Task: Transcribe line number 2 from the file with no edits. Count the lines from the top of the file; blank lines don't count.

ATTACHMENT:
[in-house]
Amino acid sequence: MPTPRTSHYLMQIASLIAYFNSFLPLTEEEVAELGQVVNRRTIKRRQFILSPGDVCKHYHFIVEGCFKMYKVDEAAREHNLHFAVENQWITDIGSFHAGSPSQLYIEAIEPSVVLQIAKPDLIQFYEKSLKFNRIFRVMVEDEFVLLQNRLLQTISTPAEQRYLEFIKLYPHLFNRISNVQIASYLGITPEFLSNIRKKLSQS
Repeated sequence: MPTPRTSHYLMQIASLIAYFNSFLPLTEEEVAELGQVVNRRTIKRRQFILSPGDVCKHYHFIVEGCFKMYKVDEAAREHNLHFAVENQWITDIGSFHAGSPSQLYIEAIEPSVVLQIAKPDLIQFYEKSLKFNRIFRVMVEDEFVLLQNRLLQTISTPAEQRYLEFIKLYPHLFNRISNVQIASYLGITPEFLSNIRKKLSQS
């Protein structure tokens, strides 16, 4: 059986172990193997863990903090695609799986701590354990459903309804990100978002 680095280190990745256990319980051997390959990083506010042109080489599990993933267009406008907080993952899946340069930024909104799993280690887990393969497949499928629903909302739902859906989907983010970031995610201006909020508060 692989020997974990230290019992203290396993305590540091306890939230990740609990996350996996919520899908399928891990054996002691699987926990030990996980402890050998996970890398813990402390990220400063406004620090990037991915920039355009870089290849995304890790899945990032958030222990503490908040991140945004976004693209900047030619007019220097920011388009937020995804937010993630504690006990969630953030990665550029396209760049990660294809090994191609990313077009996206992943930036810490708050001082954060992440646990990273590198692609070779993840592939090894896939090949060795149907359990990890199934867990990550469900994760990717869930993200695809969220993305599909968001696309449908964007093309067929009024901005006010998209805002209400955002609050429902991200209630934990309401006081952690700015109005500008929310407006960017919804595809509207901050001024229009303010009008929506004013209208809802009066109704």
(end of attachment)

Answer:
Amino acid sequence: MPTPRTSHYLMQIASLIAYFNSFLPLTEEEVAELGQVVNRRTIKRRQFILSPGDVCKHYHFIVEGCFKMYKVDEAAREHNLHFAVENQWITDIGSFHAGSPSQLYIEAIEPSVVLQIAKPDLIQFYEKSLKFNRIFRVMVEDEFVLLQNRLLQTISTPAEQRYLEFIKLYPHLFNRISNVQIASYLGITPEFLSNIRKKLSQS